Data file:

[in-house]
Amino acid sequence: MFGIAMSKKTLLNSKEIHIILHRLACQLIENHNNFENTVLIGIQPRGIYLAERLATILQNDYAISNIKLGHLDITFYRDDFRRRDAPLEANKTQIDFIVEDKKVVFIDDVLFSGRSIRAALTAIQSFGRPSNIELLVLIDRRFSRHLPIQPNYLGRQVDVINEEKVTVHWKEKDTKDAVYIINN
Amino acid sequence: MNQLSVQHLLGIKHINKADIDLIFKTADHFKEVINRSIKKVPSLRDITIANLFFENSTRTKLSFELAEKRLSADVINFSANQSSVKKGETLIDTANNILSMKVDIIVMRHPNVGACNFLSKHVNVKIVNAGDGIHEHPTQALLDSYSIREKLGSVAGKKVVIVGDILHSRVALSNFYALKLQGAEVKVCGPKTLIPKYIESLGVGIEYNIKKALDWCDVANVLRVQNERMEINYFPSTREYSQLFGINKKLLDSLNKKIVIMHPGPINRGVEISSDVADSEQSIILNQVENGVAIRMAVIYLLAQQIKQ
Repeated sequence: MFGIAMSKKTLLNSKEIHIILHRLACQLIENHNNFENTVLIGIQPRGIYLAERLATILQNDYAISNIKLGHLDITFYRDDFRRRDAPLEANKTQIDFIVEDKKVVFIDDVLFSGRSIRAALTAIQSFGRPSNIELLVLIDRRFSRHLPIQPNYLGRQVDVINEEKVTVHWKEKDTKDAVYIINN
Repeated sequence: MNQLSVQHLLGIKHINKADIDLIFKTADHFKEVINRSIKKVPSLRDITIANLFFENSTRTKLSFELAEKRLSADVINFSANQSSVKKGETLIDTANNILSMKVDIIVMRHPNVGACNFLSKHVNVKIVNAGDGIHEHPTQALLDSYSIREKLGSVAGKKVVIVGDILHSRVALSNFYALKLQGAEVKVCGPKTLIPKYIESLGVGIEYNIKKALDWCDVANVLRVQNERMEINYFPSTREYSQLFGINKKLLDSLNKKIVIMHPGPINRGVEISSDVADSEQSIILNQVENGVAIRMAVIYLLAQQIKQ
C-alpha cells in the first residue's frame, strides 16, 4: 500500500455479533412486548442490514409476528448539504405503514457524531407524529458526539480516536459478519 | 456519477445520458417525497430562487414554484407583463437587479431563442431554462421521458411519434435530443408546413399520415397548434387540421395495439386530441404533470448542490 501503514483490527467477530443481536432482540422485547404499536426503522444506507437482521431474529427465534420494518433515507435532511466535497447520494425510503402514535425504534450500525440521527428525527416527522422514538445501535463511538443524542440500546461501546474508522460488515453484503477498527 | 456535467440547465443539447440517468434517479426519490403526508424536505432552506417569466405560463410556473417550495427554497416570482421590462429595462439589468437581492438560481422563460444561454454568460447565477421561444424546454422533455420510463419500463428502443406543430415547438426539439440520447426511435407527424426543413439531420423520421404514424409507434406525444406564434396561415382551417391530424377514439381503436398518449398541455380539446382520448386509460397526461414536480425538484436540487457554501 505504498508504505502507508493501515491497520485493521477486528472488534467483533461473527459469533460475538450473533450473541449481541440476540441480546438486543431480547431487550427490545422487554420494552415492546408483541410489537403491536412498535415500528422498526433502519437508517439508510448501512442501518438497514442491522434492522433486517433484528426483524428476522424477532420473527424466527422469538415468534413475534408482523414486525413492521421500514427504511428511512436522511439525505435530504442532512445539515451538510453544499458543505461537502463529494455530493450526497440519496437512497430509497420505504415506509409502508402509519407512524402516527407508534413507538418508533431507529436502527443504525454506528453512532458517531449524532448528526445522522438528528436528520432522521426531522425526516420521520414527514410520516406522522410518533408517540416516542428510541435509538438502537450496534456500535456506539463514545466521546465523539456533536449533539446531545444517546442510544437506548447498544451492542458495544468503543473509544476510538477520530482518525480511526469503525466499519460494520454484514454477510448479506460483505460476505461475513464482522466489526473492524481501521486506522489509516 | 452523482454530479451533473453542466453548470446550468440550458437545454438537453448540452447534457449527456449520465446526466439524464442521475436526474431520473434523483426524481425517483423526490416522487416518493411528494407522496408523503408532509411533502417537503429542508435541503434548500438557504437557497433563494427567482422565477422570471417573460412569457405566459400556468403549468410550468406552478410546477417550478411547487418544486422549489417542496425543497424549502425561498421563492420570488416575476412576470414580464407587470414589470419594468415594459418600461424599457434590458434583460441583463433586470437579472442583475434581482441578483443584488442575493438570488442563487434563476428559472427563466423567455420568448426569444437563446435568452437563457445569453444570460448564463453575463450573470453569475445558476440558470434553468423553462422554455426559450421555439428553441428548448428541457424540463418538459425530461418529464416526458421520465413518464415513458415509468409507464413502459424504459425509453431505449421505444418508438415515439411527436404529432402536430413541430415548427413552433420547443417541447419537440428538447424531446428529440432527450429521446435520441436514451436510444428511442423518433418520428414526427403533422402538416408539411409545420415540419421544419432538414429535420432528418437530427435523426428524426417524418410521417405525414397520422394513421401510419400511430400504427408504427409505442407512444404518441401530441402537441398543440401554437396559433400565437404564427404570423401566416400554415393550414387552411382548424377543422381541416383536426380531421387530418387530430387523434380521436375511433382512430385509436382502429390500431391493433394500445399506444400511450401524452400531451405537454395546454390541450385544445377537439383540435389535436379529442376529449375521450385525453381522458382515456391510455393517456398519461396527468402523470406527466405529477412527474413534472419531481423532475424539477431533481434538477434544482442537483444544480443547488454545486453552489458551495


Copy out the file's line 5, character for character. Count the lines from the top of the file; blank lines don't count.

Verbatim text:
Repeated sequence: MNQLSVQHLLGIKHINKADIDLIFKTADHFKEVINRSIKKVPSLRDITIANLFFENSTRTKLSFELAEKRLSADVINFSANQSSVKKGETLIDTANNILSMKVDIIVMRHPNVGACNFLSKHVNVKIVNAGDGIHEHPTQALLDSYSIREKLGSVAGKKVVIVGDILHSRVALSNFYALKLQGAEVKVCGPKTLIPKYIESLGVGIEYNIKKALDWCDVANVLRVQNERMEINYFPSTREYSQLFGINKKLLDSLNKKIVIMHPGPINRGVEISSDVADSEQSIILNQVENGVAIRMAVIYLLAQQIKQ